Raumfahrt - Start von ESA-Astronaut Tim Peake mit SoyuzTMA19M zur ISS



Watch the launch of ESA astronaut Tim Peake, NASA astronaut Tim Kopra and Russian commander Yuri Malenchenko to the International Space Station on 15 December at 11:03 GMT (12:03 CET).
Launch coverage starts at 11:00 GMT (12:00 CET).

Quelle: ESA, Roscosmos


Update: 14.12.2015 


Father of Britain's first official astronaut: 'I'm more worried about him driving home on the M27'
Tim Peake, 43, has spent the past 12 days in quarantine ahead before his Russian rocket begins its journey to the International Space Station (ISS)
The father of Britain's first official astronaut says he is more nervous about his son's journey home on the M27 than his historic six month mission in space.
Tim Peake, 43, has spent the past 12 days in quarantine ahead before his Russian rocket begins its journey to the International Space Station (ISS) on Tuesday.
His father, Nigel, said he was "immensely proud" after watching the the 162-ft long Soyuz FG rocket being lifted onto its launch pad.
He added: "We're not worried at all. We've been following his training and know how thorough it is, so we don't have any fears. I'm more worried about him driving home on the M27. That's far more dangerous, believe me, than going up there."
Tim, from Chichester, and his wife Angela stood yards away from rocket as it was slowly manoeuvred into position ready for blast off from the Baikonur Cosmodrome in Kazakhstan.
He said: "As you can imagine, it's quite surreal to think you're the father of an astronaut, especially a British astronaut. So we're very, very proud, and just a little bit over-awed by the whole operation."
Major Peake, 43, is the first 100% British professional astronaut to leave the Earth and he takes off as the UK's first National Space Policy (NSP) is launched.
The Government has announced plans to make the UK the European hub for commercial space flight and space technologies, with investments in space flight and microgravity research that will give an £11.8 billion boost to the economy.
Previous "Brits in space" have either had US or dual citizenship and worked for the American space agency Nasa, or been on privately funded or sponsored trips.
The father-of-two, a former Army aviator and helicopter test pilot, is employed by the European Space Agency (Esa) and sports a Union Jack on his sleeve.
Travelling with him in a tiny Soyuz TMA space capsule will be Russian crew commander Yuri Malenchenko and American Nasa astronaut Tim Kopra.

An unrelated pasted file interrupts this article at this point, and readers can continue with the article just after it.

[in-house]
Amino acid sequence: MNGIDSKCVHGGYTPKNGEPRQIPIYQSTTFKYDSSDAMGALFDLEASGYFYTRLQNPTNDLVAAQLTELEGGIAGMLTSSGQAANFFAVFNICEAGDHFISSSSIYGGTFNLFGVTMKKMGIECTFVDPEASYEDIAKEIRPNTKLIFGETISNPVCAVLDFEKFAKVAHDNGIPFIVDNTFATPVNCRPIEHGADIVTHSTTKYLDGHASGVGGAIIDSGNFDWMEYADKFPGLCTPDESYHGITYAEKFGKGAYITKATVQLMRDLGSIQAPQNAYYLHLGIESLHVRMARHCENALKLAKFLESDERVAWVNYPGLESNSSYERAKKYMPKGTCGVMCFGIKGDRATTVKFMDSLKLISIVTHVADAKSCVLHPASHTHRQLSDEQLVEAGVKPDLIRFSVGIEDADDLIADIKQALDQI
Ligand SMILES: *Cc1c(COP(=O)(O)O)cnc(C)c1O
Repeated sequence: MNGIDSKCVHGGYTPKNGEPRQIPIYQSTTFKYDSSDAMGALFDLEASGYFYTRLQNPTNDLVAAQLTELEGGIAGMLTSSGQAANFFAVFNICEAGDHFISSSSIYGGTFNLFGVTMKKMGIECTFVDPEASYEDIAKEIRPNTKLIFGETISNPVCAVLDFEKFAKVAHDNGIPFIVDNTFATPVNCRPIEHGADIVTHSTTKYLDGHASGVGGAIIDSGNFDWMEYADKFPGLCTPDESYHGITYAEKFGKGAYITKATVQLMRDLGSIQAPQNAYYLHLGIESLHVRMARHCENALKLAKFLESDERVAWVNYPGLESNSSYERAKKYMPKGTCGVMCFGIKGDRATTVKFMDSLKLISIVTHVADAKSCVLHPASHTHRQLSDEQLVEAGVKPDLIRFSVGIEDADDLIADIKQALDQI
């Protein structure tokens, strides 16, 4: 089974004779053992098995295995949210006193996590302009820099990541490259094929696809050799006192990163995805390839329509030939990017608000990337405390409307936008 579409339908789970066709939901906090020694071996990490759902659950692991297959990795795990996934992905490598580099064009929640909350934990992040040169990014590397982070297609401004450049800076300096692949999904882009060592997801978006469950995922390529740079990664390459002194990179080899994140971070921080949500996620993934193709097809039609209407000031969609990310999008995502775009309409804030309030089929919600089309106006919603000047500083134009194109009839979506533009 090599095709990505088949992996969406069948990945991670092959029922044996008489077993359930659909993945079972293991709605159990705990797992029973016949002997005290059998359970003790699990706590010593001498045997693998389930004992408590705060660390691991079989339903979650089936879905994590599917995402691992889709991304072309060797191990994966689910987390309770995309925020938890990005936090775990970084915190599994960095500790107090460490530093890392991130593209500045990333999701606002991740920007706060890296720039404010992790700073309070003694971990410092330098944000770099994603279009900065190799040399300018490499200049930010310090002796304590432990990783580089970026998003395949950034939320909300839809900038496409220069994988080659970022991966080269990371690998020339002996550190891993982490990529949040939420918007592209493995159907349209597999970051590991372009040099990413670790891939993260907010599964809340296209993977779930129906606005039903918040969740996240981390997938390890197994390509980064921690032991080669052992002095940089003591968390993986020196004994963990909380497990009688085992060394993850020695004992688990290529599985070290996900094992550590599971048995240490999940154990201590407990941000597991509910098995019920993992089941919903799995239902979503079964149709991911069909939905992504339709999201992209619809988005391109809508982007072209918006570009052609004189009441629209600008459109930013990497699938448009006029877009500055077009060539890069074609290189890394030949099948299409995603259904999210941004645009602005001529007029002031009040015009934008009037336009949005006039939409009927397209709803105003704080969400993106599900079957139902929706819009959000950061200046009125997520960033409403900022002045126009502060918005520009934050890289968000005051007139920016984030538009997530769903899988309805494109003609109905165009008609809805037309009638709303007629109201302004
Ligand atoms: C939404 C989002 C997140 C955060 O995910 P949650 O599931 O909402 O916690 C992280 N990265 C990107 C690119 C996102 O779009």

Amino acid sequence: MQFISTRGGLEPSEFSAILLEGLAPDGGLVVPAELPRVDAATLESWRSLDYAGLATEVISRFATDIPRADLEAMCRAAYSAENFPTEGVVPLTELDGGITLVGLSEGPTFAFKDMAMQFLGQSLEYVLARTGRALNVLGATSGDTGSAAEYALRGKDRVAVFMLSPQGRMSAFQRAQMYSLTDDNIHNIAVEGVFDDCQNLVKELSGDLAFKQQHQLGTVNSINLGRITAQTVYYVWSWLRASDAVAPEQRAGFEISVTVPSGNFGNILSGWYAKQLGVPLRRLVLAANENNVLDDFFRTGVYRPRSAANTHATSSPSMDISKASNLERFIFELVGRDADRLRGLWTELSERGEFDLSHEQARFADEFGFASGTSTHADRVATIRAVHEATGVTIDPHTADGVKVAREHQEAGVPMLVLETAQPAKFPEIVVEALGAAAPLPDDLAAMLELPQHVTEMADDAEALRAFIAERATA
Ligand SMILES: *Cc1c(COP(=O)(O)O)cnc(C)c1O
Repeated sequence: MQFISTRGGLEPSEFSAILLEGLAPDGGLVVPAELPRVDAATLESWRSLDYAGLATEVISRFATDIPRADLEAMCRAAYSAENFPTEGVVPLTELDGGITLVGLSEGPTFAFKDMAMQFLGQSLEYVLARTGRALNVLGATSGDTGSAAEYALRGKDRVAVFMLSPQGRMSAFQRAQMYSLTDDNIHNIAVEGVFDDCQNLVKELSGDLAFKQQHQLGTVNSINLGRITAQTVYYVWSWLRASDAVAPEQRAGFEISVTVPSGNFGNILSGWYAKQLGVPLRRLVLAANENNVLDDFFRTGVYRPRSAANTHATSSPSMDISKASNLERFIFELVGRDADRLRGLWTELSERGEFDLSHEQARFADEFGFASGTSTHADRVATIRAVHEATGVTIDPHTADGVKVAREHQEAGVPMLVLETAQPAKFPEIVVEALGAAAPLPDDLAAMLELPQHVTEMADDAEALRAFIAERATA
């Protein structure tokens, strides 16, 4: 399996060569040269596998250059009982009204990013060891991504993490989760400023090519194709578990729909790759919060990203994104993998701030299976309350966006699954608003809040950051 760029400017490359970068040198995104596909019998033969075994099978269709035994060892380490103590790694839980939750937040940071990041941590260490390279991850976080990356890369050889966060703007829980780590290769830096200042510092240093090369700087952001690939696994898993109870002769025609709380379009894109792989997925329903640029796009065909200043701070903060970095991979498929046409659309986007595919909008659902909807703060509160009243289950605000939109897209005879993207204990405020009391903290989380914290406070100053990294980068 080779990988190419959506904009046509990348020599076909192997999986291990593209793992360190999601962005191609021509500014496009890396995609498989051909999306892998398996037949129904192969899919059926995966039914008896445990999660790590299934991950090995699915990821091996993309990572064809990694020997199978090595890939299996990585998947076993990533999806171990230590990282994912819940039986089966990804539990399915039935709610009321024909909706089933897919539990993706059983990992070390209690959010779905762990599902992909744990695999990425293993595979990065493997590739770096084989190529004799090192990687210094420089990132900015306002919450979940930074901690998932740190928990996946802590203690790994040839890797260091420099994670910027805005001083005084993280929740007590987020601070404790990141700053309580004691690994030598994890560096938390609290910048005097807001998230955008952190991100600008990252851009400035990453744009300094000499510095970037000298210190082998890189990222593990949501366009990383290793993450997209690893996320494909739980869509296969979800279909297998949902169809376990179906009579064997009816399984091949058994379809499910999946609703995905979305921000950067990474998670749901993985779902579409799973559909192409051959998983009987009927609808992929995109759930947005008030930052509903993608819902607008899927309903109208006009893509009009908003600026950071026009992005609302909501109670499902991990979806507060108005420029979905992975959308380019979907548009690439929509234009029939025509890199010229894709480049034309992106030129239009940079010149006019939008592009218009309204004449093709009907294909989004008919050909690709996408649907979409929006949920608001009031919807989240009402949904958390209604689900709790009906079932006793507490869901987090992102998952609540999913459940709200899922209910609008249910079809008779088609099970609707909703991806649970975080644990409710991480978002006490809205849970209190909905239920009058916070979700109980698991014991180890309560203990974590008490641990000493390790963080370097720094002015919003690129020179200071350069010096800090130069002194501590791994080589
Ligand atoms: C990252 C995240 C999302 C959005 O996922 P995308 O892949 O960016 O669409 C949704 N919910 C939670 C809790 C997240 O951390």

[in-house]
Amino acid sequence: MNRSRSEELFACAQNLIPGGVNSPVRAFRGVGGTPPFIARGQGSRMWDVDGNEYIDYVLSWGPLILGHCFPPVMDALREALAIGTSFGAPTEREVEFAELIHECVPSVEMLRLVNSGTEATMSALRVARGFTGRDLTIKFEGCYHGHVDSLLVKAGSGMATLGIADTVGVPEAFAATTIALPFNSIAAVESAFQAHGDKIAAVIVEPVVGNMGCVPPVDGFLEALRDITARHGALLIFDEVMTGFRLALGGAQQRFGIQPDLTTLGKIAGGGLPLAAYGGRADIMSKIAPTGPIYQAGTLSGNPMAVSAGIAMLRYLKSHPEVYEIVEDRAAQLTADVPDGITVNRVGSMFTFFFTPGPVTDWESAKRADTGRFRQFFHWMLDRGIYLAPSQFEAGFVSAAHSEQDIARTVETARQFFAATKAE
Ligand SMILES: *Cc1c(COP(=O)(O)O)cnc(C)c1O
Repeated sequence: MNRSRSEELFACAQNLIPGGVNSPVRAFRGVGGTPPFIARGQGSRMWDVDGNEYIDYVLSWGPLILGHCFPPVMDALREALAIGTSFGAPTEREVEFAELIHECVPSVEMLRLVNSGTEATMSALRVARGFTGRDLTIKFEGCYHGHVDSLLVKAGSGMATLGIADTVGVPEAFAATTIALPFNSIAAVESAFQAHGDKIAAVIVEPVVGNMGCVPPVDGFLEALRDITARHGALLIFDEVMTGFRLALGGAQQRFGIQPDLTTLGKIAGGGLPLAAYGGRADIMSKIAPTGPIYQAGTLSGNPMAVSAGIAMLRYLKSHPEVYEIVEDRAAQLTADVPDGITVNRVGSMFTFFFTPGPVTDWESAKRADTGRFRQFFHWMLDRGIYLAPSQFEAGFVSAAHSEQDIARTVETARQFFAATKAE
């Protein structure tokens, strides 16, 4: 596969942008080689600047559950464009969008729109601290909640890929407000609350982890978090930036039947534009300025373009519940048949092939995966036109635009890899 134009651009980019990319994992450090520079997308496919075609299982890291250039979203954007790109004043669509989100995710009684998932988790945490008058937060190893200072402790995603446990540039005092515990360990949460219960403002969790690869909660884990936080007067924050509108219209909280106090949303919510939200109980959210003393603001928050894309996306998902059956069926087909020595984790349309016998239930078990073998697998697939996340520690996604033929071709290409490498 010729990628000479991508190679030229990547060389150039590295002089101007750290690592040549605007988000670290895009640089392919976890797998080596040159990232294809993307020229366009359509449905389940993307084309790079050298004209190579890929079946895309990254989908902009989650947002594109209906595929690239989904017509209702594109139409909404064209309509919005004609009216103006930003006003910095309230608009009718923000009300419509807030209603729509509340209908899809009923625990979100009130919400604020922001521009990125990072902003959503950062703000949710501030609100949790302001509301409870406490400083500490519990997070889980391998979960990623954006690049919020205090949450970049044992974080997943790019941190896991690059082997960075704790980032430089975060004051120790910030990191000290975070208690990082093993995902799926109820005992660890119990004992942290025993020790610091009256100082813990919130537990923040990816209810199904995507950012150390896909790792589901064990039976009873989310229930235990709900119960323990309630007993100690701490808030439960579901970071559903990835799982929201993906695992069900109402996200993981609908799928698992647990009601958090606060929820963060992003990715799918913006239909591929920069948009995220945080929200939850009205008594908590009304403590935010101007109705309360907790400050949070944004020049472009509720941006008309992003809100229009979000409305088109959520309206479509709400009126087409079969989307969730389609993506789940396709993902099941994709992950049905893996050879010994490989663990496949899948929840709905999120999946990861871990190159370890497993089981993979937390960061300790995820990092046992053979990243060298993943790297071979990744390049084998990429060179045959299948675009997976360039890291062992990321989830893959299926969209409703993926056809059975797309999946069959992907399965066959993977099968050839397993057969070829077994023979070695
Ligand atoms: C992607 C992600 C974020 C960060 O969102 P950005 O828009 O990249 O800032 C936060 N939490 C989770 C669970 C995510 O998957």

They are scheduled to spend almost six months aboard the space station, which orbits the Earth at an average altitude of 220 miles.
"Roll-out" of the three-stage rocket took place just as the sun began to rise over the bitingly cold and snow-frosted Kazakhstan steppe desert.
Laid on its side, the 305 tonne metal leviathan was hauled out of its assembly hanger by a powerful diesel locomotive that pulled it along five kilometres (3.1 miles) of railway track to the launch complex.
There, the rocket was carefully lifted to its vertical launch position by a hydraulic ram.
The grey, white and orange machine looked somewhat unreal - a scaled-up version of a Thunderbirds model.
Watching was a large crowd of TV crews and photographers from all over the world, as well as VIP guests such as Mr and Mrs Peake.
Onlookers were allowed surprisingly close to the rocket despite high levels of security.
Every inch of the track was checked ahead of the train while a circling helicopter lit up the ground with a bright search light.
Now and then the train would announce its progress with a toot.
One visitor, planetary scientist Professor Monica Grady, from the Open University, said: "It was totally awesome. I liked the way it hooted.
"It came out on the dot of 7am - rocket scientists know how to do it."
It will take six hours for the space capsule carrying Major Peake and his companions to catch up with the ISS, travelling at 17,500 mph.
Docking with the space station is one of the trickiest stages of the journey. The whole process is automatic, controlled by computer, but can be carried out manually if required.
Speaking before the launch, Major Peake said: "Any time two vehicles come in close proximity in space is hazardous.
"The docking needs to be closely monitored and you have to make sure you're on target and on speed."
His mission, called "Principia" in homage to Sir Isaac Newton's ground-breaking text on gravity and motion, is symbolic of a turn-around in the UK Government's attitude to manned space flight.
For decades it refused to have anything to do with human missions, preferring to focus on satellites and robot probes.
Then, in 2012, Britain agreed to start contributing funds to Esa's ISS programme.
Whether or not this made any difference to Major Peake's selection for the current mission, officially designated Expedition 46/47, is open to speculation.
During his time aboard the space station,Major Peake will participate in 265 experiments, and observe the effects of microgravity on his own body.
He will also contribute to the day-to-day maintenance of the space station's life support, power and communications systems. This could involve taking space walks, as well as more down-to-Earth activities such as fixing the 15-year-old suction toilets.
In April he will run the entire 26.2 mile London Marathon on a treadmill aboard the space station.
The first Briton in space was former chemist Helen Sharman who visited the Mir space station in May 1991. Her trip was made possible by a private programme called Project Juno, and paid for jointly by the USSR and a consortium of British companies.